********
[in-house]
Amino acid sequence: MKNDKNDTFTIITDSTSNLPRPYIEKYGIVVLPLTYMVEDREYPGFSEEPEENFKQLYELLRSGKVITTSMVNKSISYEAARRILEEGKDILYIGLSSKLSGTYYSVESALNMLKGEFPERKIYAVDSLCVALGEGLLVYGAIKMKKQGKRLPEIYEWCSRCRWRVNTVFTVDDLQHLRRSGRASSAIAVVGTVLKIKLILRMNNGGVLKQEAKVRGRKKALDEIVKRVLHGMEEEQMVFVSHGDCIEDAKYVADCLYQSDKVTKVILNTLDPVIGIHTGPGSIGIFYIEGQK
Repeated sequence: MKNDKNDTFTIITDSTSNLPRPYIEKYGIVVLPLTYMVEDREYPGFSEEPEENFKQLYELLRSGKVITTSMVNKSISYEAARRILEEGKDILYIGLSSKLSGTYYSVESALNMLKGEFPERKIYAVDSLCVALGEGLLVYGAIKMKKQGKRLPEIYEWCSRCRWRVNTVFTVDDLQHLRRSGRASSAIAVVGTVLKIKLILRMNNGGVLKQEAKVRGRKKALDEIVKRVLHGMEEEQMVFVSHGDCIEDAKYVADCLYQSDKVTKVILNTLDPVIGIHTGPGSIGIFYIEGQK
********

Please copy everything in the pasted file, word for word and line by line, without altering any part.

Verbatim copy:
[in-house]
Amino acid sequence: MKNDKNDTFTIITDSTSNLPRPYIEKYGIVVLPLTYMVEDREYPGFSEEPEENFKQLYELLRSGKVITTSMVNKSISYEAARRILEEGKDILYIGLSSKLSGTYYSVESALNMLKGEFPERKIYAVDSLCVALGEGLLVYGAIKMKKQGKRLPEIYEWCSRCRWRVNTVFTVDDLQHLRRSGRASSAIAVVGTVLKIKLILRMNNGGVLKQEAKVRGRKKALDEIVKRVLHGMEEEQMVFVSHGDCIEDAKYVADCLYQSDKVTKVILNTLDPVIGIHTGPGSIGIFYIEGQK
Repeated sequence: MKNDKNDTFTIITDSTSNLPRPYIEKYGIVVLPLTYMVEDREYPGFSEEPEENFKQLYELLRSGKVITTSMVNKSISYEAARRILEEGKDILYIGLSSKLSGTYYSVESALNMLKGEFPERKIYAVDSLCVALGEGLLVYGAIKMKKQGKRLPEIYEWCSRCRWRVNTVFTVDDLQHLRRSGRASSAIAVVGTVLKIKLILRMNNGGVLKQEAKVRGRKKALDEIVKRVLHGMEEEQMVFVSHGDCIEDAKYVADCLYQSDKVTKVILNTLDPVIGIHTGPGSIGIFYIEGQK